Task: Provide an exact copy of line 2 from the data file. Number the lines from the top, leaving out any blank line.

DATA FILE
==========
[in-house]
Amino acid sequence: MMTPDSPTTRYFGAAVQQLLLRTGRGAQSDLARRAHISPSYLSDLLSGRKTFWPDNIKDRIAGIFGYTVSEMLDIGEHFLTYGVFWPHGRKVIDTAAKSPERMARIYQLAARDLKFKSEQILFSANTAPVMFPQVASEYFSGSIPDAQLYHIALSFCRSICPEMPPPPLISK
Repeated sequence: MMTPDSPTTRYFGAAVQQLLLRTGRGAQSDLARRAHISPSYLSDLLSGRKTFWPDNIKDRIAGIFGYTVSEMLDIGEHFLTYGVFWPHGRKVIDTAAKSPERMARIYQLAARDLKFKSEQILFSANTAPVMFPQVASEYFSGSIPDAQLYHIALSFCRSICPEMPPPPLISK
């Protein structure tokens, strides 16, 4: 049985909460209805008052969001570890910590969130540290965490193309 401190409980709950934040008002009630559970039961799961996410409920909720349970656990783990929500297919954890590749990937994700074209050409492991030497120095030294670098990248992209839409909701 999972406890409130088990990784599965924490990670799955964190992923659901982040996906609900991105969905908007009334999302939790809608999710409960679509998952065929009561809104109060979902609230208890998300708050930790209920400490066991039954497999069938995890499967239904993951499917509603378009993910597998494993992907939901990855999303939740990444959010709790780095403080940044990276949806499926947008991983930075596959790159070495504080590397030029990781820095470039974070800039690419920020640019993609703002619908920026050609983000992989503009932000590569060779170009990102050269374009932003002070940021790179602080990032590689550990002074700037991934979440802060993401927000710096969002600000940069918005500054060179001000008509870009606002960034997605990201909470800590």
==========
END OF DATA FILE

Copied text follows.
Amino acid sequence: MMTPDSPTTRYFGAAVQQLLLRTGRGAQSDLARRAHISPSYLSDLLSGRKTFWPDNIKDRIAGIFGYTVSEMLDIGEHFLTYGVFWPHGRKVIDTAAKSPERMARIYQLAARDLKFKSEQILFSANTAPVMFPQVASEYFSGSIPDAQLYHIALSFCRSICPEMPPPPLISK